The Nanomechanical Testing Platform addresses the fundamental understanding of the properties of materials at the nanometer length scale. The system includes the Hysitron TriboIndenter as a stand-alone, nanomechanical test instrument that utilizes a fully integrated indenter head and atomic force microscope (AFM) combination. Other accessories integrated with the Triboindenter to support many different nanomechanical characterization techniques for a variety of applications include nanoDMA and modulus mapping module for investigating time dependent properties of materials using a dynamic testing technique; TriboAE module to monitor fracture, delamination and phase transformations that occur under nanoscale contacts using the acoustic waves emitted during the phenomena; Feedback Control Module will allow to operate in closed loop load or displacement control for testing during creep or stress relaxation; Thermal Control Heating/Cooling Stage and a Vacuum Chuck. Nano-mechanical testing in conjunction with nano-scale surface imaging is a powerful way to analyze extremely small volumes of materials or surfaces with a very high resolution. The University of Missouri Columbia has identified Nano-science and Nano-devices as a major research thrust area. Intellectual merit: With these instruments researchers will be able to perform quasi-static testing to study elastic, plastic, and fracture response of both hard and very soft materials during indentation at the nanometer length scale. They will be able to image and quantitatively study surface phenomena such as surface wear by rubbing and scratching. In addition researchers can study time dependent properties of materials over a range of temperatures. It is envisaged that the instrumentation will be used for a wide range of current and future research in areas such as property gradients across composite material interphases and interfaces in welded and joined materials, surface topography in MEMS devices, adhesion and frictional characteristics of electronic devices of micrometer length scale, surface characterization of biological sensors, interfacial properties across layered synthetic and biological materials, mechanical property variations within and across phases in ceramic-polymer composites and investigation of mechanical properties of self-assembled nanostructured materials.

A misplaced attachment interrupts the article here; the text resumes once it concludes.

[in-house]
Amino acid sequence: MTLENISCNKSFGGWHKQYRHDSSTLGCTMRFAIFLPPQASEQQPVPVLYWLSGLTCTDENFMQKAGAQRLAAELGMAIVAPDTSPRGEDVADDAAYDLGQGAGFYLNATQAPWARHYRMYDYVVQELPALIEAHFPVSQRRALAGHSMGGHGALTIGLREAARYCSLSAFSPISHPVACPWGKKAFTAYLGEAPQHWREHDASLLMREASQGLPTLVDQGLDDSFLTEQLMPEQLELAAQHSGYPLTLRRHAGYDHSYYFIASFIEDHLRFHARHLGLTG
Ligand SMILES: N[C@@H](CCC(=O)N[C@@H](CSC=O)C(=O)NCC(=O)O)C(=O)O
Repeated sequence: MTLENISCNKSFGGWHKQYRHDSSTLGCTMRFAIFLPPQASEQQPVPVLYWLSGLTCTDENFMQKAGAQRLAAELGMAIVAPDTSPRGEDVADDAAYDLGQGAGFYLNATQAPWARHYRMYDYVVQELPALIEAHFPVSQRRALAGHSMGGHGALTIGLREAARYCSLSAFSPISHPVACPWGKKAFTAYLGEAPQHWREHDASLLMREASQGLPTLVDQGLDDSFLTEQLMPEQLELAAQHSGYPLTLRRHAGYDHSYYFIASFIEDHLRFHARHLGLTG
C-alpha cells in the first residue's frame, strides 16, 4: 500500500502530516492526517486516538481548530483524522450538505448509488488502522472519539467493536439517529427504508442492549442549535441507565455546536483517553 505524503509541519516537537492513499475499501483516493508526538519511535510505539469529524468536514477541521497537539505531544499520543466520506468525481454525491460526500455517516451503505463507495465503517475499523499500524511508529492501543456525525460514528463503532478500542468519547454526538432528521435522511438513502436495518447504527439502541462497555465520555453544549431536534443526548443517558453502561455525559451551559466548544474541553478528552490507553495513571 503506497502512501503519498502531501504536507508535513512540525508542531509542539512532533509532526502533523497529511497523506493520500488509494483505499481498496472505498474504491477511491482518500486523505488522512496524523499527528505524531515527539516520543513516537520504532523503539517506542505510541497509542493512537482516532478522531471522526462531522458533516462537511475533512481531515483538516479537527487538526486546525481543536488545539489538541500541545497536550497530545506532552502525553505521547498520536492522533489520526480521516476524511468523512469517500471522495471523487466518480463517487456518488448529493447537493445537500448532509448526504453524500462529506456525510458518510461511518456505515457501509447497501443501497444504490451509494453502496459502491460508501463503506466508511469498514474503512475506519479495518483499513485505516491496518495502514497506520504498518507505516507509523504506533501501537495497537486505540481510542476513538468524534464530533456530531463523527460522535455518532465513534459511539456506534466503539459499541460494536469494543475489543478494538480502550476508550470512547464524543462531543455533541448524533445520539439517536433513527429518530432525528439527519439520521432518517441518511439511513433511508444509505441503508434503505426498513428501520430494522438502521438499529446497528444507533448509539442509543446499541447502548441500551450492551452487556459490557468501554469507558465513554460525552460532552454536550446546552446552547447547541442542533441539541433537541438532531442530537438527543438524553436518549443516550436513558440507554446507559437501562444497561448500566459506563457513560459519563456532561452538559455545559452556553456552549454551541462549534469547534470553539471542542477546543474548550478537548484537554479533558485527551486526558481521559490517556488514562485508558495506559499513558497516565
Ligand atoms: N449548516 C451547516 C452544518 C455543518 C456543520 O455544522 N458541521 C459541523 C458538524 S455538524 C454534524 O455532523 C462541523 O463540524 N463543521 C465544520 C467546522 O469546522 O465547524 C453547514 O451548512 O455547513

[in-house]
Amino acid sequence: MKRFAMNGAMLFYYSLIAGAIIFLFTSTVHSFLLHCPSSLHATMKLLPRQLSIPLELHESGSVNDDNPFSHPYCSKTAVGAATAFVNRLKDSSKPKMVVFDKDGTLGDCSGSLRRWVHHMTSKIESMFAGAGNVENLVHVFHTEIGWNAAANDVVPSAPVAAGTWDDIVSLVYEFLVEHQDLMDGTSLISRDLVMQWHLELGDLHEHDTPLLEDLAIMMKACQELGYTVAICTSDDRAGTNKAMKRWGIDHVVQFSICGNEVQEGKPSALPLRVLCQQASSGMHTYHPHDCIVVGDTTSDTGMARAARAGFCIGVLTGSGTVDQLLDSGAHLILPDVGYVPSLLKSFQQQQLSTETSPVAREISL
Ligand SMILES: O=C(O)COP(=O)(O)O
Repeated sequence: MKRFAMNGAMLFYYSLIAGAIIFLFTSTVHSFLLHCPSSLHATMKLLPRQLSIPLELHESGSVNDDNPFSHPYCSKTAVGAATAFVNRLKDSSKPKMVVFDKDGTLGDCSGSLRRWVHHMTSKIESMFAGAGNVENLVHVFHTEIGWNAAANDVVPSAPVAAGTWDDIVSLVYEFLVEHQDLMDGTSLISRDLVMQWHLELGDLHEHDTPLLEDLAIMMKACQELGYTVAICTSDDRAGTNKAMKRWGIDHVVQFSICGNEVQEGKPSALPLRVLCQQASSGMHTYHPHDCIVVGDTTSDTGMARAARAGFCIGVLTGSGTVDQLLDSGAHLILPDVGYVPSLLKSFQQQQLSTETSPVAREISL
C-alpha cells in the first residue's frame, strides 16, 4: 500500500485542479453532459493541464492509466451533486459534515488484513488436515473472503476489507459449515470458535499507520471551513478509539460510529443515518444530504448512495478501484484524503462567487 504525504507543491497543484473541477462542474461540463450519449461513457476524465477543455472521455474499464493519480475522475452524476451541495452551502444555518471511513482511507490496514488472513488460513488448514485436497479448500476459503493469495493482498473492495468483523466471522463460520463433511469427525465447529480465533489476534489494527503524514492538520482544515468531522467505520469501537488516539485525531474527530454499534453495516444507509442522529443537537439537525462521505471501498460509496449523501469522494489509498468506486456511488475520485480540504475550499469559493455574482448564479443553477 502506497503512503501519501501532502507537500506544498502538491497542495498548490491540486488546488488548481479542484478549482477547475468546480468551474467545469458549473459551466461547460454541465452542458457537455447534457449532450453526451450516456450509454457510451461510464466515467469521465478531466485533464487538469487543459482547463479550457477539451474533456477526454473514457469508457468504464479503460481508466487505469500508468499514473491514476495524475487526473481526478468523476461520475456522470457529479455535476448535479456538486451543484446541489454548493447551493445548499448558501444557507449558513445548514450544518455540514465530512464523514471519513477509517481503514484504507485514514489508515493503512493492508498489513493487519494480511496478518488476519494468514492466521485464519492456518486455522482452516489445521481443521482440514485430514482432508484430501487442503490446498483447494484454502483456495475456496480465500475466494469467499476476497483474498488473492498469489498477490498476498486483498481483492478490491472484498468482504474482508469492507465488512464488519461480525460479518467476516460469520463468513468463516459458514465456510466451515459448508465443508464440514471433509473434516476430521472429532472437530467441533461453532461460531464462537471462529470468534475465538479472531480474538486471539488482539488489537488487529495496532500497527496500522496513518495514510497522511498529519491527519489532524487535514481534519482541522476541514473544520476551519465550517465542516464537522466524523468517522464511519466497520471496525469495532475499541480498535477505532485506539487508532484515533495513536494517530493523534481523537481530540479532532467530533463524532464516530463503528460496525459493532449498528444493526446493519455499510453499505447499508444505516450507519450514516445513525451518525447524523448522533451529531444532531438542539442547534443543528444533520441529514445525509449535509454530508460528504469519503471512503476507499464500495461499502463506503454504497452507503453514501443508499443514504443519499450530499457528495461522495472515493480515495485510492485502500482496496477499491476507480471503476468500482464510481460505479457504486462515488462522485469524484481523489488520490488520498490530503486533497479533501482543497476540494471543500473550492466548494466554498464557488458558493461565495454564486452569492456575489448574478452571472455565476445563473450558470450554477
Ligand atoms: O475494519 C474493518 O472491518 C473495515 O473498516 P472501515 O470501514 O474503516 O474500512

Broader Impact: A significant number of graduate and undergraduate students will be exposed to the usage and application of state-of-the-art instrumentation through classroom instruction and research. This experience should sharpen their understanding of materials behavior. This instrumentation will foster interdisciplinary research. The whole range of proposed instruments will form the proposed Nanomechanical Characterization User Center. It should be emphasized that the user facility will be open to faculty and students of all colleges and the medical school on MU campus. The MU campus has made vigorous efforts to recruit students from regional college programs, including those with predominantly Black and Hispanic enrollment. Our group has established collaborative program with Lincoln University (HBCU). The MU is also committed to the recruitment and retention of minority and female students in Science and Engineering.